If you haven’t had the opportunity to pair much in your day job, it may seem a little unfair to be tested on the subject. More and more, people are trying to recreate working environments in order to assess candidates and that means pairing. The trouble is, pair tests are often not an accurate recreation and it takes some skill from both candidate and interviewer to get through a pair test smoothly.
This post talks a little about what to expect from a pair test and offers a few tips to surviving the process.
What To Expect
Typically, you’ll sit down with one or two developers, be introduced to a basic problem and asked to solve it. If it’s a good sample problem, you can expect to be asked to implement or fix small, incremental pieces of functionality. It’s unfortunate that we use the term “pair test”. I don’t see it as a “test” but as an exercise or discussion. There shouldn’t be a single right or wrong answer. The prospective employer should really be looking at how you work rather than did she solve the problem? A good coding exercise is simple and open ended.
Expect to be put at ease. The interviewer should make every effort to relax you and communicate their expectations. If you find that your dropped in the deep end and bombarded with all kinds of devious scenarios, you have to question the organisation’s values.
Expect a choice of IDE. If you’re not given a choice, don’t expect to be judged on your knowledge of the IDE.
Expect to be coding for an hour to two. They inevitably take a while and it’s unrealistic to expect a productive pairing session in just thirty minutes.
After the exercise, you may be asked “how did you find that?”. If not, I like to ask the interviewer “how was that? Was it the kind of thing you were looking for?”. It may lead to further conversations that give you the chance to talk about things in more depth, discuss alternatives and generally impress.
There’s often an unspoken expectation that you’ll be demonstrating your mad TDD skills. I think deep down though, people are interested in seeing how you work, not necessarily that you work in a test driven way. I think it’s fair to say people do expect to see some tests, so make sure you write some. My point is that you shouldn’t be penalised if you right them retrospectively rather than first. If you’re not comfortable doing TDD in your day job, don’t suddenly make out it’s your bread and butter. Try and work how you would on your own. Don’t fake it.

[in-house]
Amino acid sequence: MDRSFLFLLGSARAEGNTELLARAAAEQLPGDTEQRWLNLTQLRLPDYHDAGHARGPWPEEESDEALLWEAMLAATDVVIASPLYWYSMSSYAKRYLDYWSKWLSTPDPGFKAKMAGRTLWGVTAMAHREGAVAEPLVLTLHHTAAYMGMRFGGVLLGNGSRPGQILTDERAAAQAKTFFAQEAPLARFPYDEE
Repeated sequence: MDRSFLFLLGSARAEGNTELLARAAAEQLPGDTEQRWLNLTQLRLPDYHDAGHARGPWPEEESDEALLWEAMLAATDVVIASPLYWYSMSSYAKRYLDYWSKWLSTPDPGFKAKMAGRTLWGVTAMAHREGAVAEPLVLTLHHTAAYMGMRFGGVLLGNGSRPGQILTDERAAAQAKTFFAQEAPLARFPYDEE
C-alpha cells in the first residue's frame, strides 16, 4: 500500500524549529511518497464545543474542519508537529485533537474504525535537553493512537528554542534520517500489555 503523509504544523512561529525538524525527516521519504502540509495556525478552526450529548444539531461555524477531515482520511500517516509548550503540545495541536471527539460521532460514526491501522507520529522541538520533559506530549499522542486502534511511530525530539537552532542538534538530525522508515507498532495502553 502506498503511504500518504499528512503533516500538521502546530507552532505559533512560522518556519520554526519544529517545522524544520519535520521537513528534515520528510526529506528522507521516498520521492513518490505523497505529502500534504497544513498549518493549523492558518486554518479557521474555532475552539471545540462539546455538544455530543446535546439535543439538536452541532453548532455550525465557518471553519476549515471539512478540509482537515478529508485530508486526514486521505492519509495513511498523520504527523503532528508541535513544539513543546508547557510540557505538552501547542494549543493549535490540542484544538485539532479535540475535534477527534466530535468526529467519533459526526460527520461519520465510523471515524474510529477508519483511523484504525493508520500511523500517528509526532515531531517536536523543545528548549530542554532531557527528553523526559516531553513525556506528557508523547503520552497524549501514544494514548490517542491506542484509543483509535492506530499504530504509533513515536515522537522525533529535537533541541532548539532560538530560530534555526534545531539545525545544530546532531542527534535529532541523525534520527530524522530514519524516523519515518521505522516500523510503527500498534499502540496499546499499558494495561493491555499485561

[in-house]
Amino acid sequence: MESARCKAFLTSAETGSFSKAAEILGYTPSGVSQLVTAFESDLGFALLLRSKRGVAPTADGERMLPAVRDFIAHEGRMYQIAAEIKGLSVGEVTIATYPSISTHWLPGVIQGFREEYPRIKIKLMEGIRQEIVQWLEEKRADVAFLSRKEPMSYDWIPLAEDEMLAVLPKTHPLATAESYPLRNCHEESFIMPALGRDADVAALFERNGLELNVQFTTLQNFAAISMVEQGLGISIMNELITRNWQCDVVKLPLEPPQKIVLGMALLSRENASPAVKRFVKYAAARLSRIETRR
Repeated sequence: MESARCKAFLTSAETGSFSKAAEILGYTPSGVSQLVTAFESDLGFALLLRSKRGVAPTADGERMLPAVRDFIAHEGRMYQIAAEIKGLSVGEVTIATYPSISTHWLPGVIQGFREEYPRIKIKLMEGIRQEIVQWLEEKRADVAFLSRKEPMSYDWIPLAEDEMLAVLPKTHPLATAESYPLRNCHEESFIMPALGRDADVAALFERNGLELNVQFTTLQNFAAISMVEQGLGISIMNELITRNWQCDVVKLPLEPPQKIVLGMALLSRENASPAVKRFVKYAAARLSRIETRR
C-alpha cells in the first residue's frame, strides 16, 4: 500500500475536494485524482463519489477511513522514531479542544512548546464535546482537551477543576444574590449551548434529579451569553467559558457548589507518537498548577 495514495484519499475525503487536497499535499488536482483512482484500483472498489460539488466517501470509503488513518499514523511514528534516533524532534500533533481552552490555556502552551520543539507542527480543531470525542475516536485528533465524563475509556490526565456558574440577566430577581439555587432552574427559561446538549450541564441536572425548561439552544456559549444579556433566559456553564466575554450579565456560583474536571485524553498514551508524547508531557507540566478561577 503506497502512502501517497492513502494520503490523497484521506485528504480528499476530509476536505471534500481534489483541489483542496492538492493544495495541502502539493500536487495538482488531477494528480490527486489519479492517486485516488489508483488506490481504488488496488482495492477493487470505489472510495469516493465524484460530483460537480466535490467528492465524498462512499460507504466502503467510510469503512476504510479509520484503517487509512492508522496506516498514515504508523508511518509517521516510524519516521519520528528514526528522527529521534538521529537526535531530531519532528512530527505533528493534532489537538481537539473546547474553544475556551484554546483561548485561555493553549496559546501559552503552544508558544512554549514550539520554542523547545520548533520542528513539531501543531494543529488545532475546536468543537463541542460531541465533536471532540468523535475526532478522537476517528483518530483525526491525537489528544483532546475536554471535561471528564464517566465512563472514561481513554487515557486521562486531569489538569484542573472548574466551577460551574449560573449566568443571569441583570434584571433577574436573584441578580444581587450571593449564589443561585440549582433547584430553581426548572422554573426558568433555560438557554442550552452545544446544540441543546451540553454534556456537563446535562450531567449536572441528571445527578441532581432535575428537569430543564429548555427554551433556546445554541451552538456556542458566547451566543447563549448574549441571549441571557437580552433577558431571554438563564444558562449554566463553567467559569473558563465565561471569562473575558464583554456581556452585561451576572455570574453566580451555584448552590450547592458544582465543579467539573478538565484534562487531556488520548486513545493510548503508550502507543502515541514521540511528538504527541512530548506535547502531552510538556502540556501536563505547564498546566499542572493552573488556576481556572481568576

Another motivation for the pairing exercise is to see if, as a prospective pair, you can get on. If you relax and let your personality come through, you’ll both have a better idea what it would be like pairing day in, day out.
Don’t get hung up on the IDE, the API or even the problem. The interviewer shouldn’t be judging you based on what shortcuts your know or what API you know off by heart. If they do, then you should question what’s important to them; an adaptive, bright, enthusiastic developer or a robot that knows emacs keyboard bindings?
With regards to the problem; if its not obvious, ask. A well set pairing exercise should be simple enough to quickly understand what’s required and get you coding. Bogging you down with the complexities of the problem doesn’t help anyone. Really. Don’t be afraid to ask, it’s what we do in our day jobs right?
The thing that always gets me is nerves. I put way too much pressure on myself with an involuntary, internal commentary saying “am I doing enough? is that what they want to see? do they want to see this fancy thing? or that fancy thing?”. Don’t be like me, give yourself a break. You’re a professional and good at what you do, you don’t need to show off.
I guess this all leads to my final point…
Discuss the problem. Discuss what you’re thinking. Discuss what you plan to do. Discuss. Discuss. Discuss.
If you get the chance, even mention some of the awesome things you’ve done. It’s a great opportunity to talk to the devs you could actually be working with. So ask them about the project, about what floats their boat. Remember that you’re interviewing them as much as the other way round.
Communication is key in what we do and it’s key in any pairing exercises. If you’re open, honest and communicative, you won’t go far wrong in a well conducted pairing exercise. Don’t forget too that conducting a pairing exercise is difficult and takes practice. So don’t be too disheartened if it doesn’t go well, but reflect and learn from it.